Pilot Personality and Training Outcomes
Final technical rept. Sep 2011-Aug 2012
SCHOOL OF AEROSPACE MEDICINE WRIGHT PATTERSON AFB OH
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The current study examined the relationship between personality tests and U.S. Air Force pilot training outcomes. Two computerized tests were used, the NEO Personality Inventory-Revised and the Armstrong Laboratory Aviation Personality Survey. In addition to the traditional passfail training outcome, the quality of passing as well as reasons for failure were examined. Outcome criteria for training graduates included class rank, academic grades, daily flying grades, and check ride grades. Reasons for failure included flying training deficiency and being dropped on request. Correlations in samples of between 6,200 and 12,548 trainees across the tests showed small but important relationships with training outcomes. Compared to those passing training, students who failed due to flying training deficiency were less extraverted and confident as well as more depressed and deferent. Compared to passing students, those who dropped on request were less aggressive, impulsive, and risk taking. They were also more generally neurotic, orderly, affectively labile, and anxious. Higher class rank was associated with higher levels of conscientiousness and confidence as well as lower levels of negativity, affective lability, anxiety, and depression.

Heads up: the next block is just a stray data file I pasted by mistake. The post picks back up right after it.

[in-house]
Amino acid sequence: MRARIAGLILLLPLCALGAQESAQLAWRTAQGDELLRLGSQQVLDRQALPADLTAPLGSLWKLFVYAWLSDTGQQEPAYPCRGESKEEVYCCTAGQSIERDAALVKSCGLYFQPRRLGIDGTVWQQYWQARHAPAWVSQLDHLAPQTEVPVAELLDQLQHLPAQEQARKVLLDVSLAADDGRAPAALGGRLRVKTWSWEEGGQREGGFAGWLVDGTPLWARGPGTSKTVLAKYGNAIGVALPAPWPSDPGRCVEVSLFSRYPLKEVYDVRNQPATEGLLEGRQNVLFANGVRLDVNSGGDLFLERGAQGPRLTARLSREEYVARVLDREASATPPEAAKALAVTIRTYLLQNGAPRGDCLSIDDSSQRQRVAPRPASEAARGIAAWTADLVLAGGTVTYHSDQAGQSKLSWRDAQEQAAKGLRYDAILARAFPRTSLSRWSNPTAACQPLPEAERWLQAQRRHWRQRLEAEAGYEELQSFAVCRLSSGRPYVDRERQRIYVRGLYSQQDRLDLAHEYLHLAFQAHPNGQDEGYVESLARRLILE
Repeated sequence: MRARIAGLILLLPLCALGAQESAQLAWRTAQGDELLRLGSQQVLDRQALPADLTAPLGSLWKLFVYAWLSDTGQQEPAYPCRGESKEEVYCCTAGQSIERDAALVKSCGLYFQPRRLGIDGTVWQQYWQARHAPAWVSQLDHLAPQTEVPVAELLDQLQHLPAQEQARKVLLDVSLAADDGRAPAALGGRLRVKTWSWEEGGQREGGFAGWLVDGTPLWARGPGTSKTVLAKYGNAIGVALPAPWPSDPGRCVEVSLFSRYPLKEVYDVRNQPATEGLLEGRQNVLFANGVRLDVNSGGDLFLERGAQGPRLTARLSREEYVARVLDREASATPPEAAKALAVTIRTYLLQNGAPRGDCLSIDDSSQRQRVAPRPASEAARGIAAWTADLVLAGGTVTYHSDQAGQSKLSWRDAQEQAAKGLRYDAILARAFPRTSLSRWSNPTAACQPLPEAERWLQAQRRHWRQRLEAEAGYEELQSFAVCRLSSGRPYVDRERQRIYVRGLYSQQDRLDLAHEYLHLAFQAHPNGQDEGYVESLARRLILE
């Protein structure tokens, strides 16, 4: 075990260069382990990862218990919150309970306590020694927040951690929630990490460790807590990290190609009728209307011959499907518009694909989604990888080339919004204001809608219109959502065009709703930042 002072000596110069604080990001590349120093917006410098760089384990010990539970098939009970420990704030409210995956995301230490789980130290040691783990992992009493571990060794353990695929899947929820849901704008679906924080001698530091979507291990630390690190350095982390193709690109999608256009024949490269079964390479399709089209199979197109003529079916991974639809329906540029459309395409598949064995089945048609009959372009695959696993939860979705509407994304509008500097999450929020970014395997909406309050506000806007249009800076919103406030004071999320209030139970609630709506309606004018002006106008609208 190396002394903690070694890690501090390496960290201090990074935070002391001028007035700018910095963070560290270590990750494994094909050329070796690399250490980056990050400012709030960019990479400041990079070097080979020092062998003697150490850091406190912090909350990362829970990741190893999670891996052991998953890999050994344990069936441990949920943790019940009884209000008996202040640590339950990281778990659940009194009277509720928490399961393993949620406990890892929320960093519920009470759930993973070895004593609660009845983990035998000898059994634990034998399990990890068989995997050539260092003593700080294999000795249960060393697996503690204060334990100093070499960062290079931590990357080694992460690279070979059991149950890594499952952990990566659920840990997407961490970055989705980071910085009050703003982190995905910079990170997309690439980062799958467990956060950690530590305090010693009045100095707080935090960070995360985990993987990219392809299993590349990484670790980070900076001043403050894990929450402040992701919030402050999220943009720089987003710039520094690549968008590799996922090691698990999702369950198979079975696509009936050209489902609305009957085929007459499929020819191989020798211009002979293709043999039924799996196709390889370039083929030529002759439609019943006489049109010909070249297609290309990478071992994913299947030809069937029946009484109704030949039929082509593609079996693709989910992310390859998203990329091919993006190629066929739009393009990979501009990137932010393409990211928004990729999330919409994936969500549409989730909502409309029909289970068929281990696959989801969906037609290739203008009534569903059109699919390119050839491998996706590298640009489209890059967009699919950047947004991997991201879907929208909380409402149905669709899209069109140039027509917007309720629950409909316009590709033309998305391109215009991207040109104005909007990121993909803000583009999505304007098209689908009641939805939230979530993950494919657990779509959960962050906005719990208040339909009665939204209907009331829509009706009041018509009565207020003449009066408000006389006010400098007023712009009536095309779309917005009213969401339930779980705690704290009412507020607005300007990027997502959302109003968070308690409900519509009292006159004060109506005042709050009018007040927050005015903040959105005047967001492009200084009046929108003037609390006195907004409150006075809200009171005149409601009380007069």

- Military Aircraft Operations
- Personnel Management and Labor Relations
- Military Forces and Organizations